The first thing to note with NetApp’s view of all flash, is that flash based storage should be delivered without compromising any of the enterprise level functionality that you should expect.

AFF does all of the things you expect any NetApp Controller to do..

  • Scale-out and non-disruptive operations
  • Data Mobility within a cluster
  • Integrated data protection (Snapshots, SnapMirror, SnapVault)
  • Storage efficiencies (RAID-DP, Thin Provisioning, FlexClone, Dedupe, Inline Compression)
  • Advanced application integration
  • Secure multi-tenancy, QOS, add without re-architecting
  • Full protocol flexibility – FC, FCoE, iSCSI, NFS/pNFS, CIFS/SMB

And of course operates as part of any type of cluster, be that all flash or as part of a hybrid cluster, so all flash controllers, with controllers operating mixed disk tiers, but of course, all delivered by one OS, managed by one platform and supporting all the same application integrations you expect.

aff cdot

So that’s the stuff you’d expect NetApp to do, what about some of the things specific to the AFF.

Getting the most out of your flashy controllers

NetApp have introduced a number of 8.3.1 features that optimise the way the Controllers work to both optimise performance and reduce wear on SSD drives, significantly reducing the potential for failure of a flash drive.

Write Optimisations

NetApp with a mixture of using the way the WAFL file system operates and a number of specific flash tweaks are achieving a number of things, to both increase the consistency of performance while lowering unnecessary workloads on the flash drives, for example lowering garbage collection and write amplifications which in turn extend the lifetime of the drives.

Read Optimisations

8.3.1 improves on some work NetApp had already started to reduce the number of steps that data has to pass through before been presented back to the requesting applications.

A storage request for data traditionally moves through the storage system stack, so in NetApp’s case;


However in 8.3.1 (assuming no requirement for error recovery) the data bypasses both the file system and RAID to take data straight from SSD and present out on the network layer making huge leaps in read performance, and remember if you are an existing NetApp user using AFF, you’ll benefit from this via an OnTap upgrade, no new stuff needed.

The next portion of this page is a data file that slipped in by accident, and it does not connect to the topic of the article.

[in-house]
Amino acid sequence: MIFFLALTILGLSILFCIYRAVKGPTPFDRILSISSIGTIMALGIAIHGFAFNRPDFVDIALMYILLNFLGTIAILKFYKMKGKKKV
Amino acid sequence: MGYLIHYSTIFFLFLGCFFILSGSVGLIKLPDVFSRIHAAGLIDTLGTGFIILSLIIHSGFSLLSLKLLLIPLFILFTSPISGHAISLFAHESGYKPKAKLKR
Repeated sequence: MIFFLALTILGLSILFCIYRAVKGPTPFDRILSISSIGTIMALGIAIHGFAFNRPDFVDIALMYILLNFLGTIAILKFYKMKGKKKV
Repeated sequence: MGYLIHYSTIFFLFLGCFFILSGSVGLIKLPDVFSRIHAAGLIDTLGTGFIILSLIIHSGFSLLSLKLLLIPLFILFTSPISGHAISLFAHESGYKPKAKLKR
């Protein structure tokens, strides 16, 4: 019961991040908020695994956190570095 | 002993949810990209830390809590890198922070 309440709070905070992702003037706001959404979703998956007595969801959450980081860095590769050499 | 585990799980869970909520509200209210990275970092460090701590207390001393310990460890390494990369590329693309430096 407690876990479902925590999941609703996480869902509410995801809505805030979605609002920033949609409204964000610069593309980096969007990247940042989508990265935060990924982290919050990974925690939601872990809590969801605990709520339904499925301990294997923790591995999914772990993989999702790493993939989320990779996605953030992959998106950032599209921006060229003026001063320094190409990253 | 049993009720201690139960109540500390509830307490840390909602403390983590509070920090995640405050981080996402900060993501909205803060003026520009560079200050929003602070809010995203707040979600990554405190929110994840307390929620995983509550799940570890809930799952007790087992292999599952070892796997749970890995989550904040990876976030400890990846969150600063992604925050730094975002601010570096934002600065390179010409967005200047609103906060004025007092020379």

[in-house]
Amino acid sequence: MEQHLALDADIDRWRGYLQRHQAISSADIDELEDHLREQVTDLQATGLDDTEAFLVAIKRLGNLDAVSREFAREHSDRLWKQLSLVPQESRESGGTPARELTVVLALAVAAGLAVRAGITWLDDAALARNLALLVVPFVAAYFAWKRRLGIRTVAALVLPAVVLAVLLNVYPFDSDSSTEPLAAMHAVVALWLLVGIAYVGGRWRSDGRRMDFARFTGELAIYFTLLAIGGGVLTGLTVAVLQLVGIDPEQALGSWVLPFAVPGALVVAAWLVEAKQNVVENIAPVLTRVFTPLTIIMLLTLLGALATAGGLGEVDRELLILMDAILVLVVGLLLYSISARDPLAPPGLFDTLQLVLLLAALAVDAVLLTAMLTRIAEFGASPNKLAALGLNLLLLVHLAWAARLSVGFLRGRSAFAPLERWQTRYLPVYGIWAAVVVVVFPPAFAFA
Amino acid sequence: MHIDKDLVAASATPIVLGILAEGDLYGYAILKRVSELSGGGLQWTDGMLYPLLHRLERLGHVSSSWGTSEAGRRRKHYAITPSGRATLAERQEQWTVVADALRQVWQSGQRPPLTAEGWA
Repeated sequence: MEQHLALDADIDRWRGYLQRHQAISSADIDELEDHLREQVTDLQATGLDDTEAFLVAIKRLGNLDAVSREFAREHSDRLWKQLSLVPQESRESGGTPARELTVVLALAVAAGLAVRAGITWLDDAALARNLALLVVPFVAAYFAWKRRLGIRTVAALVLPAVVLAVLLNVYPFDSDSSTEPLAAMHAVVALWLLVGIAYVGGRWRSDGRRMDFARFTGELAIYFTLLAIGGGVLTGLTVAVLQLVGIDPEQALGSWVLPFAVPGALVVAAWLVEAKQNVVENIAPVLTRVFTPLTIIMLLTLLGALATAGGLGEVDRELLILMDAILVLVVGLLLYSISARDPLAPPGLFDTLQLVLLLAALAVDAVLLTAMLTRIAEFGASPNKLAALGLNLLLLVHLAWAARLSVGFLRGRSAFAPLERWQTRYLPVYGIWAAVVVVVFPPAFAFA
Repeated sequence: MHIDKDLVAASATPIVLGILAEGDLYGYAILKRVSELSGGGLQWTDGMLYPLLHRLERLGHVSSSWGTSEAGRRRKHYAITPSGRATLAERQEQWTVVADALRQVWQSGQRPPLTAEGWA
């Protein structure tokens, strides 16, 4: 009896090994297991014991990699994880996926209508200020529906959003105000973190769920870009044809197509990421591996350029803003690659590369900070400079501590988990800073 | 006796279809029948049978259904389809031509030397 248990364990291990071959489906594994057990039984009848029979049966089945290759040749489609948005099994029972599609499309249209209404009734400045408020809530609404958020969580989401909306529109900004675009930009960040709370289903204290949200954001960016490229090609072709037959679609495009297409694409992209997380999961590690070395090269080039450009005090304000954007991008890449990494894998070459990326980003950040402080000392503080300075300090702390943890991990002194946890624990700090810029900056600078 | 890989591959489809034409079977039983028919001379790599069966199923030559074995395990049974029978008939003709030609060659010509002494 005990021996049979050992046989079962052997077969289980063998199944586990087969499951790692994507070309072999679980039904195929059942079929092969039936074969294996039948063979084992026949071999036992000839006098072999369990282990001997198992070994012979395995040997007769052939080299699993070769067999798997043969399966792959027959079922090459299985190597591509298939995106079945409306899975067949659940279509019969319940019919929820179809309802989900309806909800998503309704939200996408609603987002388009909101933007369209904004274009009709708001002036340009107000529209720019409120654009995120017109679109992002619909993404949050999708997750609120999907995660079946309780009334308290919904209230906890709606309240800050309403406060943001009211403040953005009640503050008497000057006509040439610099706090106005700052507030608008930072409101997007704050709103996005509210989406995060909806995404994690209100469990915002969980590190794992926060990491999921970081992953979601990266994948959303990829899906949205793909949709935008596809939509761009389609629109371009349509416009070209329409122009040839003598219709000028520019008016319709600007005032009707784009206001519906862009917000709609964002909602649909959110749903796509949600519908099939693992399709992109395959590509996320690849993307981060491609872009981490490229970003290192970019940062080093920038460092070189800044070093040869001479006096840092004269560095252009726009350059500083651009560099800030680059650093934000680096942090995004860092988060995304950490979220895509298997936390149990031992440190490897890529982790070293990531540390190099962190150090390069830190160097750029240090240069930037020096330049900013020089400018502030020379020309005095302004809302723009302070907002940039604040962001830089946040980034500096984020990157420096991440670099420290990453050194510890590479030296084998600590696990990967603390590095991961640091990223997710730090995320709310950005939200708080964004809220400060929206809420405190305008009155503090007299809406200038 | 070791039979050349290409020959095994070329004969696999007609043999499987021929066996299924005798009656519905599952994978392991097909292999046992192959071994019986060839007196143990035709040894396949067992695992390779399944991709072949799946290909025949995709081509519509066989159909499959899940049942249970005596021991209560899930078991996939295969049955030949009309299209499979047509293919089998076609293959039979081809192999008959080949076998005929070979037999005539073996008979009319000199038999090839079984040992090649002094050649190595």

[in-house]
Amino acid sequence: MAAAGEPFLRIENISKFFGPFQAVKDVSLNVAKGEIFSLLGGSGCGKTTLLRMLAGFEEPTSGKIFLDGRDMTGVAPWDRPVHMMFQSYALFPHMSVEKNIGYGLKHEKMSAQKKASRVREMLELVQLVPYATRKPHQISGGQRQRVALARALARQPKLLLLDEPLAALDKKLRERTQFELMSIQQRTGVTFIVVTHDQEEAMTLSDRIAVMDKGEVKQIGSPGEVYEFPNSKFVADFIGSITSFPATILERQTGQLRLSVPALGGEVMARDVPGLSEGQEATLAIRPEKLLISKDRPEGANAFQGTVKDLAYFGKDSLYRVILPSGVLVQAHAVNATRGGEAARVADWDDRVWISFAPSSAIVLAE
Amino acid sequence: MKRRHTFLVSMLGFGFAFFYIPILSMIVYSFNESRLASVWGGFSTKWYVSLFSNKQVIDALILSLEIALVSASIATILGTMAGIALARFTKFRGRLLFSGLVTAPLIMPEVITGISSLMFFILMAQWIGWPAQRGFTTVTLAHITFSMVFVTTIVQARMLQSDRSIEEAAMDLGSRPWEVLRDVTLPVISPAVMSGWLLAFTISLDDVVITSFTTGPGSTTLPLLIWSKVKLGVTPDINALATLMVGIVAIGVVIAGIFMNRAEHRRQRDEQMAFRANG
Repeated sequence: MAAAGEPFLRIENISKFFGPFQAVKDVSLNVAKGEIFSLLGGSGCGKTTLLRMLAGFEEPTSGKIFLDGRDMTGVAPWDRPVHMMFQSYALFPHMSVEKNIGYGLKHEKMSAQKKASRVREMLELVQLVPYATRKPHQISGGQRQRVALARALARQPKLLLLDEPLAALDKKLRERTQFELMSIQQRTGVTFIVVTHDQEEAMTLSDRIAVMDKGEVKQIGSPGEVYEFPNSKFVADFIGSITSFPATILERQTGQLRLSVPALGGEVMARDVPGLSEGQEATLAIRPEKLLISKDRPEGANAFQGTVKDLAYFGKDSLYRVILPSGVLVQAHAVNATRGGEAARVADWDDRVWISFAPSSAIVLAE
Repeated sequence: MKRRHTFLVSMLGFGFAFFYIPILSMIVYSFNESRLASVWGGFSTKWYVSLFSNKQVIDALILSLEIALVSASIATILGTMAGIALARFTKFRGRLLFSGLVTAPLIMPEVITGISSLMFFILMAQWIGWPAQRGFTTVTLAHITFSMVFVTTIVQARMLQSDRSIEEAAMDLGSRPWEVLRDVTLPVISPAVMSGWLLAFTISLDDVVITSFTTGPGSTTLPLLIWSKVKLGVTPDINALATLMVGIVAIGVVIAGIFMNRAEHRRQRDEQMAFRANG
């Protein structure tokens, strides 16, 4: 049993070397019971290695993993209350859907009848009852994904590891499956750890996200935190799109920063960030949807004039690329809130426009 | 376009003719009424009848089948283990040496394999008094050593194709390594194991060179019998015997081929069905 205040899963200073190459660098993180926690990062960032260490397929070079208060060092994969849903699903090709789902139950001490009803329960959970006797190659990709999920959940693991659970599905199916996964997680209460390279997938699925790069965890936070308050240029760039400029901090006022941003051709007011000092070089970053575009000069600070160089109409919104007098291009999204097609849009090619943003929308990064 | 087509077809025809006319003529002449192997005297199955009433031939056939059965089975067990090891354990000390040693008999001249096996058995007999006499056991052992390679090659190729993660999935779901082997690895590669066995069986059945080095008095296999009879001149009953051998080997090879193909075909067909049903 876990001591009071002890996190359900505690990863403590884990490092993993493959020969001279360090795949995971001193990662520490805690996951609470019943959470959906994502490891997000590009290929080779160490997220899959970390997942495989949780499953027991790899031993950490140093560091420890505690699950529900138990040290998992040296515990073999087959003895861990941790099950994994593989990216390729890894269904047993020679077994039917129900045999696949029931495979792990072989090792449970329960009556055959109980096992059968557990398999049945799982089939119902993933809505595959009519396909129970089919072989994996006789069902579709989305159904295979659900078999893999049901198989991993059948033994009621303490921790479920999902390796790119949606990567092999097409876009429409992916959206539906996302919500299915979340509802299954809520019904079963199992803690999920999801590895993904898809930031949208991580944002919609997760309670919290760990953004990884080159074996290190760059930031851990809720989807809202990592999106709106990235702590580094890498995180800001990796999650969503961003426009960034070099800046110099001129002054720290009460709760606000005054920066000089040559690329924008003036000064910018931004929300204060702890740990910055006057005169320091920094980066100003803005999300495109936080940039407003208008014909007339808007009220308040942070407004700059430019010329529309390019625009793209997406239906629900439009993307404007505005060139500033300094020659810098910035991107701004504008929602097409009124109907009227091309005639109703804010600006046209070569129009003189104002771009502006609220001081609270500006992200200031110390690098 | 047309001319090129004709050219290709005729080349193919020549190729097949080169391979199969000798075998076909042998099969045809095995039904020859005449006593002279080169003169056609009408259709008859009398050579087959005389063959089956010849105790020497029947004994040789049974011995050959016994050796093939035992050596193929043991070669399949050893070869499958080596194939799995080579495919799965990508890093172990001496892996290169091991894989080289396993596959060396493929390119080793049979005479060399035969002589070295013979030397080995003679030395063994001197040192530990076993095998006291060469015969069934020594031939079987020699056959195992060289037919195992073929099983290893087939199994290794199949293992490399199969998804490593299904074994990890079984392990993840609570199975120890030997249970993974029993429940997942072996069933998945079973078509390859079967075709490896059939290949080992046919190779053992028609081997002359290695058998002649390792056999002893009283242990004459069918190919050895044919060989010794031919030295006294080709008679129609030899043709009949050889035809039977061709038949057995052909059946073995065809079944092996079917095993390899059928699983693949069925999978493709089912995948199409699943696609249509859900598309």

aff 831 read

Storage Efficiency

One of NetApp’s key industry differentiators has always been storage efficiency and to see this delivered and actually enhanced on the flash platforms, is in my opinion, a fantastic step forward for enterprise flash usage, with many of the new vendors not ticking all of the efficiency boxes all of the time.

We know NetApp do all the lovely stuff around thin provisioning, snapshots, clones, deduplication and compression, however the flash platform offers a couple of new and additional efficiency solutions;

  • Inline Compression – this is on by default on the AFF platforms, compress data as it’s written, laying down less to disk to start with.
  • Inline Zero Deduplication – This allows the controllers to inspect data as it arrives at the controller, it then identifies and removes zero blocks before writing the rest to disk… as we all know, we write a lot of zero’s to disk that we don’t really need!
  • Always on Deduplication – the AFF can also enable always on dedupe, so every minute the system carries out a dedupe on the housed data, this is great for VDI environments giving excellent space efficiency with no effect on performance
Enterprise Capabilities

In my opinion this is where this release plays very strongly, if you are an Enterprise IT decision maker, looking to deploy flash into your environment, then one area of concern is the lack of enterprise functionality, that is not “nice to have” features but are absolutely essential to your organisation.

NetApp as an enterprise player, of course have always understood that, but have made sure with the AFF range that none of that enterprise feature set is compromised.

Our AFF boxes fully exploit all the things you’d expect NetApp to bring;

  • High performance at ultra-low latency – a minimum for a flash solution of course
  • Non-Disruptive Operations – brilliant part of a NetApp cluster – upgrade, replace, update completely non disruptively.
  • Scale-Out – want more compute power – just slot it in!
  • Multi Protocol Support (NFS, iSCSI, FC / FCoE, CIFS) – this is a key NetApp benefit, a lot of the kids on the flash block are limited….to well..block protocols – no support for file stuff – so no support for VMware using NFS or Microsoft using SMB3 for both HyperV and SQL – both key directions for those technologies.
  • Deduplication / Inline Compression
  • Synchronous / Asynchronous / Semi-Sync Replication – and of course we need to replicate this stuff for backup, DR and continuity.